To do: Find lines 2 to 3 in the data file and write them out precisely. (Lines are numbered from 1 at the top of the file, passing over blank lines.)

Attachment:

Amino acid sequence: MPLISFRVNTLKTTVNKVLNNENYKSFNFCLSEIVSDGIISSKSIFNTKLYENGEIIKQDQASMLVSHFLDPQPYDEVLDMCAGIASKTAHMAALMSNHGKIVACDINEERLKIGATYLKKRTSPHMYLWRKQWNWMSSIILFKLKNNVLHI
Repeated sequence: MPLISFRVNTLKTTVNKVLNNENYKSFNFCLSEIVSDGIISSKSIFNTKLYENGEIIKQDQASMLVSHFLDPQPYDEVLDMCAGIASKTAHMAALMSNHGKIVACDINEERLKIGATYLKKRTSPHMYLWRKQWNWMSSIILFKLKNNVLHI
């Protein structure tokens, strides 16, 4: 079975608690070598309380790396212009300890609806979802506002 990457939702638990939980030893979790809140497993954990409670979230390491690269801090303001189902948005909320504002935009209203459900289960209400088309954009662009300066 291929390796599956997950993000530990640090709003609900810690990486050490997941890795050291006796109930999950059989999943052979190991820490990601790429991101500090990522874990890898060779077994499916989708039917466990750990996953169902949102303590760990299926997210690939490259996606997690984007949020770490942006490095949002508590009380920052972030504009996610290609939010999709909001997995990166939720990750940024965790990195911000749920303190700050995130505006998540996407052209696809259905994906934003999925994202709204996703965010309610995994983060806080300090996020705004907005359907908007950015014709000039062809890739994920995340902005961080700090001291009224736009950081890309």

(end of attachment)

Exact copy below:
Repeated sequence: MPLISFRVNTLKTTVNKVLNNENYKSFNFCLSEIVSDGIISSKSIFNTKLYENGEIIKQDQASMLVSHFLDPQPYDEVLDMCAGIASKTAHMAALMSNHGKIVACDINEERLKIGATYLKKRTSPHMYLWRKQWNWMSSIILFKLKNNVLHI
């Protein structure tokens, strides 16, 4: 079975608690070598309380790396212009300890609806979802506002 990457939702638990939980030893979790809140497993954990409670979230390491690269801090303001189902948005909320504002935009209203459900289960209400088309954009662009300066 291929390796599956997950993000530990640090709003609900810690990486050490997941890795050291006796109930999950059989999943052979190991820490990601790429991101500090990522874990890898060779077994499916989708039917466990750990996953169902949102303590760990299926997210690939490259996606997690984007949020770490942006490095949002508590009380920052972030504009996610290609939010999709909001997995990166939720990750940024965790990195911000749920303190700050995130505006998540996407052209696809259905994906934003999925994202709204996703965010309610995994983060806080300090996020705004907005359907908007950015014709000039062809890739994920995340902005961080700090001291009224736009950081890309």